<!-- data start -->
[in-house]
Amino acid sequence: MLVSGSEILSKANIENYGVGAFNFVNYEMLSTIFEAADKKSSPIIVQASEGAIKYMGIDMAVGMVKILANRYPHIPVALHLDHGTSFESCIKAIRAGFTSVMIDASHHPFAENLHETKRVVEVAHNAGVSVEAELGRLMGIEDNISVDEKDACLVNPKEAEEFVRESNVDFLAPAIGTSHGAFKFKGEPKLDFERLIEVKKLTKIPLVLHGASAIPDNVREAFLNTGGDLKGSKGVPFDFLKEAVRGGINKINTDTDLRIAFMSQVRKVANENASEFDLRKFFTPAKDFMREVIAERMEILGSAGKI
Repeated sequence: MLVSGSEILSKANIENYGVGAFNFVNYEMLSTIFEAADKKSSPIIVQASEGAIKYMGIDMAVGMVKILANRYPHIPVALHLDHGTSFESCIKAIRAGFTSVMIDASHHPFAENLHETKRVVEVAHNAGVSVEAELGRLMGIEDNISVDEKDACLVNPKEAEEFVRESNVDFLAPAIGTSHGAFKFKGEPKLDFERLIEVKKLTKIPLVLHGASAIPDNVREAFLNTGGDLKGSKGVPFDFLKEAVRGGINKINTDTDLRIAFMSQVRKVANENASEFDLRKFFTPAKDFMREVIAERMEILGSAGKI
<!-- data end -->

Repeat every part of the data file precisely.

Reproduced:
[in-house]
Amino acid sequence: MLVSGSEILSKANIENYGVGAFNFVNYEMLSTIFEAADKKSSPIIVQASEGAIKYMGIDMAVGMVKILANRYPHIPVALHLDHGTSFESCIKAIRAGFTSVMIDASHHPFAENLHETKRVVEVAHNAGVSVEAELGRLMGIEDNISVDEKDACLVNPKEAEEFVRESNVDFLAPAIGTSHGAFKFKGEPKLDFERLIEVKKLTKIPLVLHGASAIPDNVREAFLNTGGDLKGSKGVPFDFLKEAVRGGINKINTDTDLRIAFMSQVRKVANENASEFDLRKFFTPAKDFMREVIAERMEILGSAGKI
Repeated sequence: MLVSGSEILSKANIENYGVGAFNFVNYEMLSTIFEAADKKSSPIIVQASEGAIKYMGIDMAVGMVKILANRYPHIPVALHLDHGTSFESCIKAIRAGFTSVMIDASHHPFAENLHETKRVVEVAHNAGVSVEAELGRLMGIEDNISVDEKDACLVNPKEAEEFVRESNVDFLAPAIGTSHGAFKFKGEPKLDFERLIEVKKLTKIPLVLHGASAIPDNVREAFLNTGGDLKGSKGVPFDFLKEAVRGGINKINTDTDLRIAFMSQVRKVANENASEFDLRKFFTPAKDFMREVIAERMEILGSAGKI